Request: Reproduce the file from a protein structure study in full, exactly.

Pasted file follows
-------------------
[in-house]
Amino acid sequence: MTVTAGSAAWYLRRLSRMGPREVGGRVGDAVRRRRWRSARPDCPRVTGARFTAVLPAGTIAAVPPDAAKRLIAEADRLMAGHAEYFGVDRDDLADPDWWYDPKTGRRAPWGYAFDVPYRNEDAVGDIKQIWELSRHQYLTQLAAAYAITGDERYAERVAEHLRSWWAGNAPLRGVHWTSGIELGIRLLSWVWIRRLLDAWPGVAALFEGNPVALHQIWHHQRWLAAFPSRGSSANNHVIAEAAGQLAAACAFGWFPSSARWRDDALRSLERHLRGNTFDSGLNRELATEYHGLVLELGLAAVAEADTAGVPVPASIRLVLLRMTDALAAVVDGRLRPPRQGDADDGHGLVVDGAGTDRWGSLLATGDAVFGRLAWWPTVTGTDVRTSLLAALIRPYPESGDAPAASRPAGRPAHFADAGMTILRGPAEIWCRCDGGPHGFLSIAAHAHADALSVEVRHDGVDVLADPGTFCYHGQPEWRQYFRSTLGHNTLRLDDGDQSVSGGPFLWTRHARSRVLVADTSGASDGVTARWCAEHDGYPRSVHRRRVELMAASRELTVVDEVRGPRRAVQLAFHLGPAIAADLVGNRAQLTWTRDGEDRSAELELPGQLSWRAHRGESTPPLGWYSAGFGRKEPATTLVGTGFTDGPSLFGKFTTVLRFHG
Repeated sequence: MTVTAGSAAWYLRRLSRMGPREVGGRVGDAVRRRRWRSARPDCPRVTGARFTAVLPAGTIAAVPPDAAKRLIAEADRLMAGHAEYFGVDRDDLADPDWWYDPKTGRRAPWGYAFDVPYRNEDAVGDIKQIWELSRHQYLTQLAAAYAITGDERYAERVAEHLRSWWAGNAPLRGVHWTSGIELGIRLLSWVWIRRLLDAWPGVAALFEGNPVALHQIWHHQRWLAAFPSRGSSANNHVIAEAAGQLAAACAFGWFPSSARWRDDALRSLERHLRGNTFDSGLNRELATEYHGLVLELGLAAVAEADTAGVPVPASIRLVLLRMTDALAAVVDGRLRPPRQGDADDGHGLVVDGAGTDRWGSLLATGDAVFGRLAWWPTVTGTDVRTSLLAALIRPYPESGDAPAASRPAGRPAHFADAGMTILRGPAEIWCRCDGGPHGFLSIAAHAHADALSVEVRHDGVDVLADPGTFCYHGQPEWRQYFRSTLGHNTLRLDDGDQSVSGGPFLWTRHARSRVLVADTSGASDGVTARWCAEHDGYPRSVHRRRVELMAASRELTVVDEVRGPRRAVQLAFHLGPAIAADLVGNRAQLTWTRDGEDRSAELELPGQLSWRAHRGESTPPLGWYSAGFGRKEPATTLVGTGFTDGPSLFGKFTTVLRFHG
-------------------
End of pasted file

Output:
[in-house]
Amino acid sequence: MTVTAGSAAWYLRRLSRMGPREVGGRVGDAVRRRRWRSARPDCPRVTGARFTAVLPAGTIAAVPPDAAKRLIAEADRLMAGHAEYFGVDRDDLADPDWWYDPKTGRRAPWGYAFDVPYRNEDAVGDIKQIWELSRHQYLTQLAAAYAITGDERYAERVAEHLRSWWAGNAPLRGVHWTSGIELGIRLLSWVWIRRLLDAWPGVAALFEGNPVALHQIWHHQRWLAAFPSRGSSANNHVIAEAAGQLAAACAFGWFPSSARWRDDALRSLERHLRGNTFDSGLNRELATEYHGLVLELGLAAVAEADTAGVPVPASIRLVLLRMTDALAAVVDGRLRPPRQGDADDGHGLVVDGAGTDRWGSLLATGDAVFGRLAWWPTVTGTDVRTSLLAALIRPYPESGDAPAASRPAGRPAHFADAGMTILRGPAEIWCRCDGGPHGFLSIAAHAHADALSVEVRHDGVDVLADPGTFCYHGQPEWRQYFRSTLGHNTLRLDDGDQSVSGGPFLWTRHARSRVLVADTSGASDGVTARWCAEHDGYPRSVHRRRVELMAASRELTVVDEVRGPRRAVQLAFHLGPAIAADLVGNRAQLTWTRDGEDRSAELELPGQLSWRAHRGESTPPLGWYSAGFGRKEPATTLVGTGFTDGPSLFGKFTTVLRFHG
Repeated sequence: MTVTAGSAAWYLRRLSRMGPREVGGRVGDAVRRRRWRSARPDCPRVTGARFTAVLPAGTIAAVPPDAAKRLIAEADRLMAGHAEYFGVDRDDLADPDWWYDPKTGRRAPWGYAFDVPYRNEDAVGDIKQIWELSRHQYLTQLAAAYAITGDERYAERVAEHLRSWWAGNAPLRGVHWTSGIELGIRLLSWVWIRRLLDAWPGVAALFEGNPVALHQIWHHQRWLAAFPSRGSSANNHVIAEAAGQLAAACAFGWFPSSARWRDDALRSLERHLRGNTFDSGLNRELATEYHGLVLELGLAAVAEADTAGVPVPASIRLVLLRMTDALAAVVDGRLRPPRQGDADDGHGLVVDGAGTDRWGSLLATGDAVFGRLAWWPTVTGTDVRTSLLAALIRPYPESGDAPAASRPAGRPAHFADAGMTILRGPAEIWCRCDGGPHGFLSIAAHAHADALSVEVRHDGVDVLADPGTFCYHGQPEWRQYFRSTLGHNTLRLDDGDQSVSGGPFLWTRHARSRVLVADTSGASDGVTARWCAEHDGYPRSVHRRRVELMAASRELTVVDEVRGPRRAVQLAFHLGPAIAADLVGNRAQLTWTRDGEDRSAELELPGQLSWRAHRGESTPPLGWYSAGFGRKEPATTLVGTGFTDGPSLFGKFTTVLRFHG